Flexibility And Better Change Management - Change can occur at many stages during a project, whether during planning or during a certain phase of the project and while some consider change as a problem, Agile allows change to happen in small manageable chunks. Smaller changes can also be easily reversed (in comparison with larger changes or when using other methodologies). If the change is not suitable to the project, Agile facilitates quick restoration of previous iterations or for a new, more acceptable change to be made. Overall, these factors ensure that individuals start to see change as a positive rather than a negative.

What Do Its Detractors Say?

Need For Cultural Change - The demands in which Agile teams are placed under are in stark contrast to various other methodologies, this can be an issue for those used to alternative approaches. Agile requires teams to work closely aside one another in a disciplined manner. Teams that are not used to these demands can struggle with this and often a cultural re-frame is needed. In order to counter this, in-experienced teams could be mentored, enabling them to cope with the demands of Agile, whilst also learning the necessary skills.

Need For New Skills - In order for Agile to be successful teams need to possess a set of advanced skills. This is again a key issue for inexperienced teams who may not yet have developed those skills. Teams need to be able to work quickly in a pressurised environment whilst having the capacity to solve complex issues. In order to work effectively within these environments, teamwork led skills, such as communication, are vital to ensure the team works as a collaborative unit. Again, inexperienced teams can be mentored.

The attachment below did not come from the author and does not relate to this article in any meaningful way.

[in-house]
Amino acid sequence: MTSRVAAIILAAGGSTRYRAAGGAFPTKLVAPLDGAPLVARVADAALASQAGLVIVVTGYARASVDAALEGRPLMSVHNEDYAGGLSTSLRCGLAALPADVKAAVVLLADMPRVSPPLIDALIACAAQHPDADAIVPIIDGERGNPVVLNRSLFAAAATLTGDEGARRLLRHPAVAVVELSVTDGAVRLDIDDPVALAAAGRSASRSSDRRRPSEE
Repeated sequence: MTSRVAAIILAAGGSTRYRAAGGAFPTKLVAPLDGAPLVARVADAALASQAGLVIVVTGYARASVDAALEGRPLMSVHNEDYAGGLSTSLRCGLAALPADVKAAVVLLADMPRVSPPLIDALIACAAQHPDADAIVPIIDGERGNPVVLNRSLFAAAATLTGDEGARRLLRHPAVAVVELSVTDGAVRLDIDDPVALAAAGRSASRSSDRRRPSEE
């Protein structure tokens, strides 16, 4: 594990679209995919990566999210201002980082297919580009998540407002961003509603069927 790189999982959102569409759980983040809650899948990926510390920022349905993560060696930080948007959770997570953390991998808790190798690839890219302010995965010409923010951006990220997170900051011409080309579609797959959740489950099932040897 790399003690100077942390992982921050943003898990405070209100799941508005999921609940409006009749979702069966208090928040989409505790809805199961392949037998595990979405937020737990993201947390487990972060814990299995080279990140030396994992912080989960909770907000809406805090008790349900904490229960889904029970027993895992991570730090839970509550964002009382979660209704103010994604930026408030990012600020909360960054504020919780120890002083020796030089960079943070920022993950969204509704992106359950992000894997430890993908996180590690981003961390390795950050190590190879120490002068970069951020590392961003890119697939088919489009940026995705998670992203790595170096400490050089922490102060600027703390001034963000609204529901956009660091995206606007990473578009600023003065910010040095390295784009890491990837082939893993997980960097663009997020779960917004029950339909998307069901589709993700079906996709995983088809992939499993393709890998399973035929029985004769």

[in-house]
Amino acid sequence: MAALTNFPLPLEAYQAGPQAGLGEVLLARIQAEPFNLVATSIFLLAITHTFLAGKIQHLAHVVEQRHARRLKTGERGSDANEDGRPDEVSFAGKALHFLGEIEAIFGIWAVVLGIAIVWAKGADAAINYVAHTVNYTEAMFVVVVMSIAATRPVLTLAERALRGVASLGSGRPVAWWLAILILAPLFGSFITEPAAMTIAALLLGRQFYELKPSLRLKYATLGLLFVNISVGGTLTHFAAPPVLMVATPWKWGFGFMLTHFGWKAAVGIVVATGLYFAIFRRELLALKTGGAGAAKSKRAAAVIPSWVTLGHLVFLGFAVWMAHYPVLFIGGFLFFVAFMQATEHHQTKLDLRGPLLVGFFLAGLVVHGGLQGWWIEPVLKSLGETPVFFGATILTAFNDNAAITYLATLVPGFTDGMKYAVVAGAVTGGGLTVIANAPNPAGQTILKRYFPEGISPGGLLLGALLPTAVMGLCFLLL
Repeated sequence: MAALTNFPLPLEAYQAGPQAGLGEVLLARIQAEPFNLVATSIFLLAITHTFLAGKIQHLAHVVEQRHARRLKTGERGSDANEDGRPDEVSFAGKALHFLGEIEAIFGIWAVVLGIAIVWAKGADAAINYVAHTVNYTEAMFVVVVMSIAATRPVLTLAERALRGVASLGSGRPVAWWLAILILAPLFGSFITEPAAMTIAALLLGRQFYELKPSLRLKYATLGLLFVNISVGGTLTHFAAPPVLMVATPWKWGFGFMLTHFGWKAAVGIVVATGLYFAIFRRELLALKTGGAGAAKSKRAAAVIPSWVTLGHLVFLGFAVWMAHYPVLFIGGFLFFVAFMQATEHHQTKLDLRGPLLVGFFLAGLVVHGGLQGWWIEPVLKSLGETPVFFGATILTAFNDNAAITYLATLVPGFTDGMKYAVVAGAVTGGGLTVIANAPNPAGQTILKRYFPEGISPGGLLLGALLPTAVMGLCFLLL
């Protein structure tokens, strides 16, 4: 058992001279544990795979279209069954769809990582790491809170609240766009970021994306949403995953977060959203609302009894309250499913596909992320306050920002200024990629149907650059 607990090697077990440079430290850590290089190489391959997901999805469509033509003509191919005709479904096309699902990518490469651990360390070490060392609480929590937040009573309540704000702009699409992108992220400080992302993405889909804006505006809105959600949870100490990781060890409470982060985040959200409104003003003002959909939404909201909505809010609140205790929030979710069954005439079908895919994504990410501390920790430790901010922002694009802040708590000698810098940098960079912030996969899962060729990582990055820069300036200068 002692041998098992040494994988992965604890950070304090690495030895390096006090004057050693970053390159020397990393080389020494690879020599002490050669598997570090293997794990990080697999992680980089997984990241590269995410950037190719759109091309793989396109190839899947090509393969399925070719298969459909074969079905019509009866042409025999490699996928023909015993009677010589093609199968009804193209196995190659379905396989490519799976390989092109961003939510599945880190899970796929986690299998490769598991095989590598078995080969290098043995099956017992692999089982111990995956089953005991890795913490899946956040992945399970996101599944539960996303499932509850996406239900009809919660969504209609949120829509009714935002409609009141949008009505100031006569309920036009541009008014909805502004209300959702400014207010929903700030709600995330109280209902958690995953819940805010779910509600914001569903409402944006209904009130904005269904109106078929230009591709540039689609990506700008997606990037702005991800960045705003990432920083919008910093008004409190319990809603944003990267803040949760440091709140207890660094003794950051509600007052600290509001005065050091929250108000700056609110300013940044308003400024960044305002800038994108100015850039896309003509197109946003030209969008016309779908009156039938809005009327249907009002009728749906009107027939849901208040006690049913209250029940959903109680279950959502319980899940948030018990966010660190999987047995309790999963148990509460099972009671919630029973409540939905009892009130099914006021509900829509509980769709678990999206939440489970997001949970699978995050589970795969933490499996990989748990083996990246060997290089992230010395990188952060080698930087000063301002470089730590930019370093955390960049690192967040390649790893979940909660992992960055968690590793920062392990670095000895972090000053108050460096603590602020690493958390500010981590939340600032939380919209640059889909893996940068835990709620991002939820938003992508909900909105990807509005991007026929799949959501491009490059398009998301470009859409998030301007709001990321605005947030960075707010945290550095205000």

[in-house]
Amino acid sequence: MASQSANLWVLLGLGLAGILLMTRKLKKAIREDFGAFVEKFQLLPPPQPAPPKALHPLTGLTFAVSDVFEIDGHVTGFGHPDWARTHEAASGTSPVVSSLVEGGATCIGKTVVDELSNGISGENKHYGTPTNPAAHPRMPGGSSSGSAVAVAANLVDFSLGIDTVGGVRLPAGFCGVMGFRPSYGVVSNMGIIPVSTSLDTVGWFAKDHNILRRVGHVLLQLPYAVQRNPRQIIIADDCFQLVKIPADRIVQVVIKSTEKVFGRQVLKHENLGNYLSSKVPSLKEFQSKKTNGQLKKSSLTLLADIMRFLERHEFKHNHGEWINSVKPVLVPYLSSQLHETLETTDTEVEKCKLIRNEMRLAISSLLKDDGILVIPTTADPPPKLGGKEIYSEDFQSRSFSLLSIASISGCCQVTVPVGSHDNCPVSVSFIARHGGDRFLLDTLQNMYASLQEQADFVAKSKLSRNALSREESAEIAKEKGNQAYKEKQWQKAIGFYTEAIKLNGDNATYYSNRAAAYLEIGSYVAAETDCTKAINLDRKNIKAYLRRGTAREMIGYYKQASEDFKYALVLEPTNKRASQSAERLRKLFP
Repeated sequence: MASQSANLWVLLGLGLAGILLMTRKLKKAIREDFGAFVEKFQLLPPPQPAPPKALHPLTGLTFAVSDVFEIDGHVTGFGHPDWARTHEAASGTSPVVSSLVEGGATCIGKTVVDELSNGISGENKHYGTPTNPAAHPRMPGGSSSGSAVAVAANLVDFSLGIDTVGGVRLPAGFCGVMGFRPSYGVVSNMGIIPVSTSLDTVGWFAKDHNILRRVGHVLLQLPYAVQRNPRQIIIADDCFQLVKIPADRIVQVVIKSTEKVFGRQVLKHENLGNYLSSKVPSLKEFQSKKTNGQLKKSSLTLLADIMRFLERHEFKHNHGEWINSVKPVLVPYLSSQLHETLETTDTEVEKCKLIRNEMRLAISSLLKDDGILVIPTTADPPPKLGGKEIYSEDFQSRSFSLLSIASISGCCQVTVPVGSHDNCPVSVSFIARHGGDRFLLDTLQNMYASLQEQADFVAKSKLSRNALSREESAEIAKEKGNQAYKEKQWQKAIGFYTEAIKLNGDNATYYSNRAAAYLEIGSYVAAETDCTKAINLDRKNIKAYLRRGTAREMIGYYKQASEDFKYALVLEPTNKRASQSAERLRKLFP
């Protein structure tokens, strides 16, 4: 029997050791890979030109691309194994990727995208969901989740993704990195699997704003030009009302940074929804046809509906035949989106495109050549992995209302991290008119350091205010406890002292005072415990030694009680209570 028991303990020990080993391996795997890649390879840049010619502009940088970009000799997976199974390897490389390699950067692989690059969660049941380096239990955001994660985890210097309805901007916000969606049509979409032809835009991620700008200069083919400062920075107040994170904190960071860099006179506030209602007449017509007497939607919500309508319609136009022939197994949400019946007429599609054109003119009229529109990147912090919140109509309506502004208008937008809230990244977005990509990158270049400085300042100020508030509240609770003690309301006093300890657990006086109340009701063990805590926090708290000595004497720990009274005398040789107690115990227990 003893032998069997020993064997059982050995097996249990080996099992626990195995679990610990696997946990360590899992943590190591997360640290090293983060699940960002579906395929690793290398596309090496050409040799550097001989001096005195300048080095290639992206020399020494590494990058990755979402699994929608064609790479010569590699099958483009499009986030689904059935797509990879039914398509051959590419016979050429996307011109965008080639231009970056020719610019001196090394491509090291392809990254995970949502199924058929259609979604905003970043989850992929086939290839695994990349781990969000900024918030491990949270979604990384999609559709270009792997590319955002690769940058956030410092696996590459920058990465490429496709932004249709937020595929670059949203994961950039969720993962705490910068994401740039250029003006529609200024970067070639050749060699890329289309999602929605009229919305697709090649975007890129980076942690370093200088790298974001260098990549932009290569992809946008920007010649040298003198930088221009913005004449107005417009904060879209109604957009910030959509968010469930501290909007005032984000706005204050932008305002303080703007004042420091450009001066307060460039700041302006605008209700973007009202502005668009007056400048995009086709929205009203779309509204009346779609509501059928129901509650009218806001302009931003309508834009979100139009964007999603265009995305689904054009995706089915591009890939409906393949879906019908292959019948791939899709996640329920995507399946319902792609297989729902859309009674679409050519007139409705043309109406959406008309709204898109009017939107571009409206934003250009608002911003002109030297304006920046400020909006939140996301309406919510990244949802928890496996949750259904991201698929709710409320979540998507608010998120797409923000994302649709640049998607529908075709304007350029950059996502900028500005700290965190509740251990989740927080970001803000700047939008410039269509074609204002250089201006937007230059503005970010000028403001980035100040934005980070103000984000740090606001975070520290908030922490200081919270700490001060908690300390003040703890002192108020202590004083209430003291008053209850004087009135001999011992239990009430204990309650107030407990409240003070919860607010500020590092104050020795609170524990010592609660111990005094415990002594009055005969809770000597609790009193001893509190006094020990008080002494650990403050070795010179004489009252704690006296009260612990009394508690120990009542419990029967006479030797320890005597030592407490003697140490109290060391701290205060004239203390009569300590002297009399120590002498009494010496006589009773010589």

Need For Extra Training - Ensuring teams are adequately trained is vital for Agile project success, many detractors point to the fact that insufficient training can lead to an increased risk of failure compared with other methodologies. This is true but could be said of anything, lack of driver training could result in more car accidents but that doesn’t mean you should abandon the car – you stick on the ‘L’ plates and learn. Those that are used to other methodologies often assume that the rules are more relaxed on an agile programme due to the decreased reliance on other development processes. This is however not the case, teams must follow the tasks that are prescribed to them in order to ensure their project is a success.